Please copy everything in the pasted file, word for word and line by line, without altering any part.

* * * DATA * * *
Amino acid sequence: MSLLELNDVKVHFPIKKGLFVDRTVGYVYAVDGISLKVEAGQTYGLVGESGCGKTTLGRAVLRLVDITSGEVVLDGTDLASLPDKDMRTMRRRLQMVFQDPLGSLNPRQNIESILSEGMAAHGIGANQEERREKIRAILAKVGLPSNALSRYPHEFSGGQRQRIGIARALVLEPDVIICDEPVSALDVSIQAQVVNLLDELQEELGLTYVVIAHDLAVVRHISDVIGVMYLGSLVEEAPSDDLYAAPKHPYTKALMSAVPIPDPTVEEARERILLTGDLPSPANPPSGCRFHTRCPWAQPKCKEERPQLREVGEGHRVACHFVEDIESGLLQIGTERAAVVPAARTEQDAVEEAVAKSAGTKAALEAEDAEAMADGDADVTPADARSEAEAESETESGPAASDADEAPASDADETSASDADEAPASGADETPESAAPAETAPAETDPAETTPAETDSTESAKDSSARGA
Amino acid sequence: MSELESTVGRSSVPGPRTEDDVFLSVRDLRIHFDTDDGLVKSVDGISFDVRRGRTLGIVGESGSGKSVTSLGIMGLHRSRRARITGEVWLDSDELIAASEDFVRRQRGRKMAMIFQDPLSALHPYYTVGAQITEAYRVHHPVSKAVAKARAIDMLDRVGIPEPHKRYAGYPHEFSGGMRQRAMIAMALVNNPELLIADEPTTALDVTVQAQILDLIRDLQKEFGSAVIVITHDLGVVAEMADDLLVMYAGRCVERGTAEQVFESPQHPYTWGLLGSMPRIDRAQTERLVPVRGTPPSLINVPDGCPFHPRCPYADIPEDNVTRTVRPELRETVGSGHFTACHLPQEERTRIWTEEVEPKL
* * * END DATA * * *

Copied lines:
Amino acid sequence: MSLLELNDVKVHFPIKKGLFVDRTVGYVYAVDGISLKVEAGQTYGLVGESGCGKTTLGRAVLRLVDITSGEVVLDGTDLASLPDKDMRTMRRRLQMVFQDPLGSLNPRQNIESILSEGMAAHGIGANQEERREKIRAILAKVGLPSNALSRYPHEFSGGQRQRIGIARALVLEPDVIICDEPVSALDVSIQAQVVNLLDELQEELGLTYVVIAHDLAVVRHISDVIGVMYLGSLVEEAPSDDLYAAPKHPYTKALMSAVPIPDPTVEEARERILLTGDLPSPANPPSGCRFHTRCPWAQPKCKEERPQLREVGEGHRVACHFVEDIESGLLQIGTERAAVVPAARTEQDAVEEAVAKSAGTKAALEAEDAEAMADGDADVTPADARSEAEAESETESGPAASDADEAPASDADETSASDADEAPASGADETPESAAPAETAPAETDPAETTPAETDSTESAKDSSARGA
Amino acid sequence: MSELESTVGRSSVPGPRTEDDVFLSVRDLRIHFDTDDGLVKSVDGISFDVRRGRTLGIVGESGSGKSVTSLGIMGLHRSRRARITGEVWLDSDELIAASEDFVRRQRGRKMAMIFQDPLSALHPYYTVGAQITEAYRVHHPVSKAVAKARAIDMLDRVGIPEPHKRYAGYPHEFSGGMRQRAMIAMALVNNPELLIADEPTTALDVTVQAQILDLIRDLQKEFGSAVIVITHDLGVVAEMADDLLVMYAGRCVERGTAEQVFESPQHPYTWGLLGSMPRIDRAQTERLVPVRGTPPSLINVPDGCPFHPRCPYADIPEDNVTRTVRPELRETVGSGHFTACHLPQEERTRIWTEEVEPKL